Losing your mucus plug is one of the many preliminary – and exciting – signs that labor may be quickly approaching. But while all women lose their plug during pregnancy, not everyone notices it. Here’s what you need to know about losing your mucus plug, and what it means for your little one’s due date.
“When a woman gets pregnant, her body will release mucus to block the cervix and protect the uterine environment from infection,” says board-certified nurse midwife Kristin Mallon of Integrative Obstetrics in Jersey City, New Jersey. The cervix (or mouth of the uterus) stays plugged with mucus to repel bacteria from the outside. It usually comes out during the ninth month of pregnancy, says Mallon.
In late pregnancy, small amounts of uterine contractions start to open up the cervix, says Adeeti Gupta, MD, FACOG, founder of Walk In GYN Care in New York, New York. “The cervix also softens due to hormonal changes, which leads to the opening of the cervix and release of the mucus plug,” she adds. The loss of the mucus plug allows your baby to pass through the cervix more easily.
Your mucus plug looks like a “gooey blob,” says Dr. Gupta. It can be thick, gelatinous, and yellowish-white – similar to blowing your nose during a bad cold. Sometimes women also notice a little pink or brown coloring. While a blood-tinged mucus plug is normal, vaginal secretions with bright-red blood like a menstrual period should be reported to your doctor immediately. Late pregnancy bleeding could indicate placental abruption, placenta previa, or another pregnancy complication.
The mucus plug might come out while using the bathroom, or you may simply notice it in your underwear. It can also be released slowly over several days. Mallon notes that not every women will notice when their mucus plug comes out, and that’s perfectly fine, too.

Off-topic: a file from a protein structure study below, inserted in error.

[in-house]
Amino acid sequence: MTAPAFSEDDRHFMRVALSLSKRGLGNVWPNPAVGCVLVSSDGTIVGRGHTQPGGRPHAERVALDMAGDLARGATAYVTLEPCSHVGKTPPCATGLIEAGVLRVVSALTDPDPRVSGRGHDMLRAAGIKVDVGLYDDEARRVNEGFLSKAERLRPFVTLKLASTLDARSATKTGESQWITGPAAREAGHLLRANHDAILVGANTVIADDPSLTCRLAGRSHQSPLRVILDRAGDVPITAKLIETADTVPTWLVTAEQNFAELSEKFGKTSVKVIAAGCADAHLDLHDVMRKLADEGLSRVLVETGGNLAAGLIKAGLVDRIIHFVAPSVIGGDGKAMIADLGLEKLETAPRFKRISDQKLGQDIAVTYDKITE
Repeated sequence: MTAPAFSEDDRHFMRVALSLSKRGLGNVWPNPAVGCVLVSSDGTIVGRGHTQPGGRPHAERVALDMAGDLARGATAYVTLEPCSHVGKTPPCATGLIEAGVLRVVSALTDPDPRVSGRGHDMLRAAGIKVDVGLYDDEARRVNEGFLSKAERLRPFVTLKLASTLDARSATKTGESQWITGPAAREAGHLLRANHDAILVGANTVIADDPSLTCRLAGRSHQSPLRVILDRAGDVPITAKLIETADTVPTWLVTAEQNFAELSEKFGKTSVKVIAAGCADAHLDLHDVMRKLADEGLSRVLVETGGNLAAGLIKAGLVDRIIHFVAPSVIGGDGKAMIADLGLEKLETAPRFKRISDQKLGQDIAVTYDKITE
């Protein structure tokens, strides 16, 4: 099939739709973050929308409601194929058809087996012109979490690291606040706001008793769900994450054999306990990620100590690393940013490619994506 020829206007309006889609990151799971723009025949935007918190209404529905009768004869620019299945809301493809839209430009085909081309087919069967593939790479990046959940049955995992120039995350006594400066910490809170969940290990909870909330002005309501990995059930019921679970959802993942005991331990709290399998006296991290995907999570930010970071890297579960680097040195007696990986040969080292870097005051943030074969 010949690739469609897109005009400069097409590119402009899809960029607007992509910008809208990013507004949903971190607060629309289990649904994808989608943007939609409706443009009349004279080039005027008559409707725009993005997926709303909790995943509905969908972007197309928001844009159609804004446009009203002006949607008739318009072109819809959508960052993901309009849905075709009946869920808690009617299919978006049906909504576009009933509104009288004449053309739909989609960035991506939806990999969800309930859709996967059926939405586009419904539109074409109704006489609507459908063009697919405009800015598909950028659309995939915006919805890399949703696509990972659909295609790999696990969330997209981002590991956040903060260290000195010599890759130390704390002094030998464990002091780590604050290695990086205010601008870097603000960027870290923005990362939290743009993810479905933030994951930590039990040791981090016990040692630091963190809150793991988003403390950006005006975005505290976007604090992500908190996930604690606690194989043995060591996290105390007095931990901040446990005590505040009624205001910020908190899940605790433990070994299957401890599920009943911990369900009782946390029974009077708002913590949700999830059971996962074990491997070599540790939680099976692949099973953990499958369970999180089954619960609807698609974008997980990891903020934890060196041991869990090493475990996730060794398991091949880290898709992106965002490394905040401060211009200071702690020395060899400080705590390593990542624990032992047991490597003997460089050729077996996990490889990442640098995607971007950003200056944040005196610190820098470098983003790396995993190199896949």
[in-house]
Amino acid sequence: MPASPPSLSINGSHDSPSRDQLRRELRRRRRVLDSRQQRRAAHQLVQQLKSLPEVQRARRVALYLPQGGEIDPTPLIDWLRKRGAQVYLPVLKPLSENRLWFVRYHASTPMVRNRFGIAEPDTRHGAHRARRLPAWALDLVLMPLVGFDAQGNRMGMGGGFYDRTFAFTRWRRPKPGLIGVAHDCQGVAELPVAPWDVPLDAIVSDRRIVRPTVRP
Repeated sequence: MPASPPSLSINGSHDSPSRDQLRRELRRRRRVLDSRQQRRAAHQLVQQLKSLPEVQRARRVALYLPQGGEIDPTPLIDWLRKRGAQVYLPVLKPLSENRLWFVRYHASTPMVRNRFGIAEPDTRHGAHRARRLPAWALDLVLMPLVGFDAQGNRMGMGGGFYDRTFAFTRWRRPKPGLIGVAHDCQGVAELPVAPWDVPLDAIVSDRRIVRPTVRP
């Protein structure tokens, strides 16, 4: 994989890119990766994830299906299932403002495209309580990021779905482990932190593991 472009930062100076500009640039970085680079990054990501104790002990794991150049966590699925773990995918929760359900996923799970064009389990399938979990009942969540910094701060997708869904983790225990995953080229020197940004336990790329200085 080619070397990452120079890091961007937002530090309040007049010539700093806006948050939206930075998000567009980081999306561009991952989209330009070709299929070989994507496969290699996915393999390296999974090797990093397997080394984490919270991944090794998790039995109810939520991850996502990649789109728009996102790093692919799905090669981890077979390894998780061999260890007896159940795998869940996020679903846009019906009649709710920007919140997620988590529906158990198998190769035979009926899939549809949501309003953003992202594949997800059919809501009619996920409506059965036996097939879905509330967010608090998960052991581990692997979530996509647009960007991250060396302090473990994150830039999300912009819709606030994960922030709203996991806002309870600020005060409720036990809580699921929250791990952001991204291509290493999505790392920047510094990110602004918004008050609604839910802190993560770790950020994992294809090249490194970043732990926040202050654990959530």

Most women lose their mucus plug as the body starts preparing for delivery. “The loss of the mucus plug, especially when there’s a little bit of blood, is usually a good indicator that labor is coming within 1-3 days,” says Mallon. “But sometimes labor will come weeks after losing the mucus plug, so this guideline isn’t 100% accurate.” In other words, losing the mucus plug signals that labor is coming soon, but you can’t be sure exactly when the first contraction will hit.
After losing their mucus plug, women may be tempted to grab their hospital bag and run out the door. But Mallon advises against this. “A woman doesn’t need to call her doctor in the middle of the night if her plug is removed, but she should report it the next day or at her next appointment,” says Mallon.
Dr. Gupta adds that a woman should closely monitor her baby’s movements after losing her plug. “If contractions start, time them,” she says. “When they become regular – lasting at least 30 seconds and coming every three-five minutes – then you can go to the hospital.” You should also head to the hospital if your amniotic sac ruptures, which is also known as your water breaking.
One exception to these guidelines: Women should visit their doctor ASAP if they lose the mucus plug before 37 weeks of pregnancy. This isn’t necessarily cause for concern, especially if you’re dealing with a subsequent pregnancy, but you should still have your doctor rule out complications like preterm labor.
While these events are related, losing your mucus plug isn’t the same as a bloody show. The latter happens during effacement and dilation when blood vessels in your cervix rupture. The blood mixes with mucus to create a “bloody show,” which is a surefire sign that delivery is around the corner.